The National Football League season officially kicked off Thursday with the New York Giants, the defending Super Bowl champs, knocking off division rival Washington. And prior to the game, Big Blue signed Eli Manning's favorite target, Plaxico Burress, to a new five-year, $35 million contract. The deal gives Plax $11 million in the first year.
There were a number of questions going into the regular season about the Giants defense with the retirement of Michael Strahan and the season-ending knee injury to star defensive end Osi Umenyiora. Those two were responsible for 22 sacks last season. The rest of the defense may not be as flashy, but should be very solid.
The Giants won 16-7 on a 1-yard touchdown run by QB Eli Manning and three field goals by John Carney.
That's a solid opening day for the Giants on and off the field. It's a good way to ensure things start off on the right foot.
One way I think you can lay the groundwork for a successful season is to pick up some shares of
Stocks Friday are getting smacked around following bad news on the labor front. The U.S. unemployment rate hit 6.1% in August, the highest it's been in almost five years. About 84,000 jobs were lost during the month. That's a pretty big jump from the 75,000 that was predicted. The data for June and July were revised to show more jobs were lost. In fact, the numbers for June rose to 100,000 from 51,000. The unexpected news sent investors straight for the exits early, but midday the market is paring its losses.
With this backdrop, I feel especially confident I am getting Netflix at a great price. For those of you not familiar with Netflix, the company essentially offers home movie rental packages. You go online and select DVDs you want to watch and Netflix sends them to you in the mail. When you are done, you drop them back in the mail in a postage-paid envelope. Depending on the subscription package, you can get three, four or more movies at a time. And when you are done watching, Netflix sends you more. Subscriptions range from $4.99 a month and up. The company says it has 100,000 titles for rent from its catalog.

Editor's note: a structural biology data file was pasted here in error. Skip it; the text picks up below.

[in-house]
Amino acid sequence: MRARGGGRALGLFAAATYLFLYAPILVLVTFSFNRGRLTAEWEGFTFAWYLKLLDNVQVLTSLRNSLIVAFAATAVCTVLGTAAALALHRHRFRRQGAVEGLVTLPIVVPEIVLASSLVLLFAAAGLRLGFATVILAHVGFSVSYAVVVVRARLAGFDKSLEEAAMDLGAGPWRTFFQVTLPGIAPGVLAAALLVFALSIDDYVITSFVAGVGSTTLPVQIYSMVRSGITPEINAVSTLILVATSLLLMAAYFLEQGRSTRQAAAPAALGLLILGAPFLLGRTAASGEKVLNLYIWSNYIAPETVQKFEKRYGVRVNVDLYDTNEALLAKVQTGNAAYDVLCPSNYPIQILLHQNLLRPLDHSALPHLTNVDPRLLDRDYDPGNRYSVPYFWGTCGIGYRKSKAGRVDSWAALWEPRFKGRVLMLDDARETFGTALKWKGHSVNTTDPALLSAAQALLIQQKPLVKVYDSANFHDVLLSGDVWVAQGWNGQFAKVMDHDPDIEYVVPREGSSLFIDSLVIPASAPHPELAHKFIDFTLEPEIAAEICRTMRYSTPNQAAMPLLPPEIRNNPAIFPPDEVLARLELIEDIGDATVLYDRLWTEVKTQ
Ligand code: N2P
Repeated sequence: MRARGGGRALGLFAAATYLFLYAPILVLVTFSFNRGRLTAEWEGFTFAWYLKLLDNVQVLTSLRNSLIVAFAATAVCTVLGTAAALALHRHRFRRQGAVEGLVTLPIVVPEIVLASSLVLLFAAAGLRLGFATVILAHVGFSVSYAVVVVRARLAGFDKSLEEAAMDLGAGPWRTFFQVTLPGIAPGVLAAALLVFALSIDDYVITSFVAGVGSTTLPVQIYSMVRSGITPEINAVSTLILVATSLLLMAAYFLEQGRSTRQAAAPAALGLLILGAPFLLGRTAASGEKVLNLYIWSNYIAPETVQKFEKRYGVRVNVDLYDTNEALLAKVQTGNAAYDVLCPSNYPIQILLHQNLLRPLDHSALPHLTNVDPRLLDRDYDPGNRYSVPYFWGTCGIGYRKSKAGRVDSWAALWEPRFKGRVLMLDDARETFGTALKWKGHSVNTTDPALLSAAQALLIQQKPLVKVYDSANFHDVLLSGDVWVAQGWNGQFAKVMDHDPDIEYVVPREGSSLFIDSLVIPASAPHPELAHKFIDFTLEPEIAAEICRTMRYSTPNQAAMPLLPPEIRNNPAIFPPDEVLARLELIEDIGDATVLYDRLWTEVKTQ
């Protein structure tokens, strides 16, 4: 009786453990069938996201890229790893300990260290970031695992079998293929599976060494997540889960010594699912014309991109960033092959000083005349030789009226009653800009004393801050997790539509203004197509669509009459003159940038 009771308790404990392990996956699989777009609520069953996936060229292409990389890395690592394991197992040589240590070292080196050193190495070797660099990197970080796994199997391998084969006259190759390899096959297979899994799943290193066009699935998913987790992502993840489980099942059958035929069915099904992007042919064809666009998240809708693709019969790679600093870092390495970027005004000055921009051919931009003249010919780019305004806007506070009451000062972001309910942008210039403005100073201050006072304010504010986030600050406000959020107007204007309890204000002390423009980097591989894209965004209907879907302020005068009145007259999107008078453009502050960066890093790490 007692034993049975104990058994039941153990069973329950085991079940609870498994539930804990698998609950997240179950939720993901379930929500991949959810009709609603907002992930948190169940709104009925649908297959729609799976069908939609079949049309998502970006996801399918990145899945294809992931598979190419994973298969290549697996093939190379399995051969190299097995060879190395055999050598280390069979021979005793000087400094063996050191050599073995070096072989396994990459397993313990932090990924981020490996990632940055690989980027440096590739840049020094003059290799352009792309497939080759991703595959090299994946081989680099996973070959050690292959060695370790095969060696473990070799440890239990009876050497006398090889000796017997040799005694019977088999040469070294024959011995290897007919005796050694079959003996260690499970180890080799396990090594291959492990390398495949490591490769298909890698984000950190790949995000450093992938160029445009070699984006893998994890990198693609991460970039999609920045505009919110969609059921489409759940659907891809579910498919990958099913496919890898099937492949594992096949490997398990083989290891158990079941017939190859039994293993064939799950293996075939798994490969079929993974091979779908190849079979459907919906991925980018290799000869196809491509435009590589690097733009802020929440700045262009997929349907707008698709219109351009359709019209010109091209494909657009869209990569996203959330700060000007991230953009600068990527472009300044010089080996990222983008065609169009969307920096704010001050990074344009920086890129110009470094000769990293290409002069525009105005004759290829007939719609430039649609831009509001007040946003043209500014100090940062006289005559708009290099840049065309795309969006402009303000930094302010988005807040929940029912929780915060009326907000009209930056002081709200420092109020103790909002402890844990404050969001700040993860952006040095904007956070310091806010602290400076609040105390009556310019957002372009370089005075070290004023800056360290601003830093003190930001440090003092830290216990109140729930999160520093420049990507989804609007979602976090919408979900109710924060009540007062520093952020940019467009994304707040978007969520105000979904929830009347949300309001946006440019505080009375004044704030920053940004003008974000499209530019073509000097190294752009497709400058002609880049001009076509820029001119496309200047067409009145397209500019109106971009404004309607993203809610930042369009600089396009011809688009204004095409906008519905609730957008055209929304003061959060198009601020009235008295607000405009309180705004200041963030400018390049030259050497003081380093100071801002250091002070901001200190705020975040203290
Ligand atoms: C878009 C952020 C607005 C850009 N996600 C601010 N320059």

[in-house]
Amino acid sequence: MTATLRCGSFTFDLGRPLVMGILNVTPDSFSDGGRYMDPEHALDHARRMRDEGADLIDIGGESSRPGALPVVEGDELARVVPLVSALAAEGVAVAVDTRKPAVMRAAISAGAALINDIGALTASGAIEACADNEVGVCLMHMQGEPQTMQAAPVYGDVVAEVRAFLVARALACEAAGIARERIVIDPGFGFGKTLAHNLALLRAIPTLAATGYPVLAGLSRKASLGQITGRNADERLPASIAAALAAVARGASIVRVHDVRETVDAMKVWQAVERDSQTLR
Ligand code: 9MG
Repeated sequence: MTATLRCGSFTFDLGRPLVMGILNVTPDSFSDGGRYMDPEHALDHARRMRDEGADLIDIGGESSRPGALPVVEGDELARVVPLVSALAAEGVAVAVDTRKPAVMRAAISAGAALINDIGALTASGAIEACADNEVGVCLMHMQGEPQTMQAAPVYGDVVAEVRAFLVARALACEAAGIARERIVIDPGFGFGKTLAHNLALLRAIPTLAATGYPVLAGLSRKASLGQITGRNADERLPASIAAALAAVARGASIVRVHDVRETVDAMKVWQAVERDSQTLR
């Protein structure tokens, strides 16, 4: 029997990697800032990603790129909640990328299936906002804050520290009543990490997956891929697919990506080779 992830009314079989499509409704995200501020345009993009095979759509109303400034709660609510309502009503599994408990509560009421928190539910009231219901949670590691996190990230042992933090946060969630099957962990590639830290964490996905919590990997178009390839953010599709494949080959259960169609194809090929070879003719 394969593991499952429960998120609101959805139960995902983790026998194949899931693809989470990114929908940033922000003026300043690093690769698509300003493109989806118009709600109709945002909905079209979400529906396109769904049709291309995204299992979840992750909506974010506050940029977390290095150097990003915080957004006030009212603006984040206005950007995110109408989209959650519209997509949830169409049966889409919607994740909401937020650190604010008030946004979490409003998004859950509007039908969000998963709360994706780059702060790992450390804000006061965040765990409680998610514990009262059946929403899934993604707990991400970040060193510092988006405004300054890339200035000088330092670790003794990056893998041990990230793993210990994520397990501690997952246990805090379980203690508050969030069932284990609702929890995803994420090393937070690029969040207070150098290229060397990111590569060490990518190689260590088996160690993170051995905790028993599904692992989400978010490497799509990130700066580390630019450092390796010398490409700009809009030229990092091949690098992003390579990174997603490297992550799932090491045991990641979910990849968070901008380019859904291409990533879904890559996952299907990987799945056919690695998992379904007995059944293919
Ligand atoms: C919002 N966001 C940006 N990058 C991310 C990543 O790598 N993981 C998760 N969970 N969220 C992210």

The stock is really attractive at its current price. It is trading around midday at $29.48, off 1.3%. The stock is up about 12% for the year. It's up from its low of $17.07 in September 2007. Its highest point in the last year is $40.90.
The stock's return on equity is more than 17%, and it has a forward price-to-earnings ratio of 18.61. That's not terribly low, but it is within a range that I am comfortable with thinking I'm getting the stock at a good value. The company has revenue of $1.26 billion, $319 million in operating income, and $313 million in the bank. The company has very little debt and is in a business that I think will continue to grow.
In addition, while the DVD business model is working well, the company also is pushing into Internet downloads of movies to prepare for the day when the general public demands its movies that way.
At the time of publication, Brown had no positions in stocks mentioned, although positions may change at any time.
Tim Brown played 16 seasons in the NFL, where he made nine Pro Bowls. After a brief stint with the Tampa Bay Buccaneers in 2004, Brown retired as an Oakland Raider. He was a Heisman Trophy winner in college for Notre Dame.